But the Brotherhood didn’t go away. In February 1982, a desperate wing of the group attempted to stage an uprising in Hama. Initially, a core of about 300 fighters achieved considerable success due to surprise. However, when the regime caught wind, they sent in Rifaat’s elite troops, as well as overwhelming artillery and airpower. Any person in the street was considered a legitimate target and enemy combatant. After two weeks, the entire town was  flattened and in ruins. According to the archives of the former East German intelligence, up to 40,000 people were killed. It became one of the worst crimes of the modern Middle East.

Hafez blamed the attacks on a foreign conspiracy. Inside Syria, a 15-year purge began. People from the Brotherhood were rounded up and membership of the group became a capital offence in Syria. Realising his brother’s extensive power over exclusively loyal troops, Hafez sent Rifaat into exile and had the units he commanded disbanded.

With this, Islamism was effectively driven underground and opponents were afraid of ever speaking out. As a result, a cult of personality began to develop. Within the context of martyrdom, Islamism became a legitimised political opposition that tempted those dispossessed under the surface of a tough secular state.

When the revolution turned to civil war by 2012, extremist groups like Al-Qaeda began to pour in from neighbouring Iraq. They capitalised on the instability to manipulate their way into small fundamentalist psuedo-states.

Syrian rebels at Jabal al-Akrad © Qasioun News Agency

Russia, Turkey and Hezbollah

Syria’s geographically strategic location near the Mediterranean, its alliance with Russia and Iran, as well as its position as the keystone in the Palestinian-Israeli conflict have complicated the international response. It holds the key to regional stability, especially in the case of Turkey’s relationship with the Kurds. Essentially, the general approach by nations has resulted in prolonging the conflict but inadvertently forcing it to overflow.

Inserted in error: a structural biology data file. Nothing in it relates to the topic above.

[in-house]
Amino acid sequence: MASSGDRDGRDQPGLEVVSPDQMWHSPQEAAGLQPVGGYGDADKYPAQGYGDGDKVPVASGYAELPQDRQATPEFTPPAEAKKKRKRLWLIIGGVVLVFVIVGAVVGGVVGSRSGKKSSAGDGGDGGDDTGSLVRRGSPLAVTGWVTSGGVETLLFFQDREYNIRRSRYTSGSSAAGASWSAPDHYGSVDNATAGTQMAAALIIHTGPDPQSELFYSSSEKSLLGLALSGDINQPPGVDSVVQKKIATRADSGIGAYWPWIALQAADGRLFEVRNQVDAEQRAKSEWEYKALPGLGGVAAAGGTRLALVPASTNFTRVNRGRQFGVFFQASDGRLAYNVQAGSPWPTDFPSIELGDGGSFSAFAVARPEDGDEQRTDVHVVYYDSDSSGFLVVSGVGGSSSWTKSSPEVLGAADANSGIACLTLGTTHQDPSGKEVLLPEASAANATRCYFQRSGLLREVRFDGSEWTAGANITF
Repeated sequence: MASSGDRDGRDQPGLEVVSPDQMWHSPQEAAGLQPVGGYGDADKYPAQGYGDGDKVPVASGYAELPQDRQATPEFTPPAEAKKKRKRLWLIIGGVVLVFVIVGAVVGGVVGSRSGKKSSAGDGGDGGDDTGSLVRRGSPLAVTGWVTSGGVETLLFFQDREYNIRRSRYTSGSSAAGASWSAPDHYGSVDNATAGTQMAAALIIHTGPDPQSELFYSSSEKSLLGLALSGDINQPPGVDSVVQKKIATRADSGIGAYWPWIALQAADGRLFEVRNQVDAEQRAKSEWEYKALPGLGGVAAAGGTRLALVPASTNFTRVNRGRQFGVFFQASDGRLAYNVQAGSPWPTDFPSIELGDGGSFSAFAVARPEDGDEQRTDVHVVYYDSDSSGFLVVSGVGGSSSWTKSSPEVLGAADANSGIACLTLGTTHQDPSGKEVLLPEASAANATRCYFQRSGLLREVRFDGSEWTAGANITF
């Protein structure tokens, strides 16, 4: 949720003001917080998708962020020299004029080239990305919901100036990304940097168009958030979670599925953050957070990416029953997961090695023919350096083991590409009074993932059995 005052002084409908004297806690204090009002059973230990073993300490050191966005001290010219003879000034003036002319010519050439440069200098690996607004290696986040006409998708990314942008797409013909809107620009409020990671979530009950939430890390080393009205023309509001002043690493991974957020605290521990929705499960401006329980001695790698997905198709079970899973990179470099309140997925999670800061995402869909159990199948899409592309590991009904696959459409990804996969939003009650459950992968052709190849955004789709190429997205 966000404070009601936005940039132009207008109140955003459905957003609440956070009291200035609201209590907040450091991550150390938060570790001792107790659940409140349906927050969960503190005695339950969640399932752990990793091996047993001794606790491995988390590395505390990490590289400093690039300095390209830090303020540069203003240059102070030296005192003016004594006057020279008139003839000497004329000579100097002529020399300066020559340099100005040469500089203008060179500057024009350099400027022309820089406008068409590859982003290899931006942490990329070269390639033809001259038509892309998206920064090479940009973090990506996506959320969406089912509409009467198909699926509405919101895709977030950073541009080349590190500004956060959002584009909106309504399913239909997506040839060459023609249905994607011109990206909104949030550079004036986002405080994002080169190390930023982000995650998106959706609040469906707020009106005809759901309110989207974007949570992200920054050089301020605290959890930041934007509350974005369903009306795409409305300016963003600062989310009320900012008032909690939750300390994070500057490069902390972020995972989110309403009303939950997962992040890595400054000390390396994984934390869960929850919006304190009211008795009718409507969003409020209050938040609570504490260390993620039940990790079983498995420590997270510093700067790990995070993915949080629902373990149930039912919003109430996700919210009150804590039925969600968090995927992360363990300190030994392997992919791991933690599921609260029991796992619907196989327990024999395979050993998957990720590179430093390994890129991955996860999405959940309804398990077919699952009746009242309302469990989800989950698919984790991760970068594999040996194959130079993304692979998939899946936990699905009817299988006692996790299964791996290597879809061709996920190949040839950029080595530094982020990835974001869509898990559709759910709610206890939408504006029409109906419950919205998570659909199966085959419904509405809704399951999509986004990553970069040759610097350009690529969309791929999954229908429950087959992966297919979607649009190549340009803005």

For reasons of mutual enmity towards Israel, as well as Saddam Hussein’s Iraq, Iran began to forge an alliance with Hafez’s government. Despite their obvious ideological differences, this has been one of the longest standing in the Middle East.

When the uprisings in 2011 started, Iran began to advise Syria’s PR. Not only this, but when the armed insurrection began, they started providing arms and advisors to Syrian troops. As the situation worsened, elite Iranian units themselves began to emerge on the battlefield at the most strategic places.

Another major shared foreign policy of both Syria and Iran is their support of the Lebanese group Hezbollah. Syria had started backing Hezbollah as a proxy during the occupation of south Lebanon by Israel. Invited by the Arab League in the late 1970s into an occupation that would last 30 years, ostensibly as peacekeepers, Syria and Hezbollah maintained a status quo in a fragile sectarian state. Within six months of Syria’s withdrawal following the Rafiq Hariri assassination in 2005, Israel began bombing Hezbollah in Lebanon and followed up with ground troops. Syria and Iran started exponentially upping their aid to Hezbollah.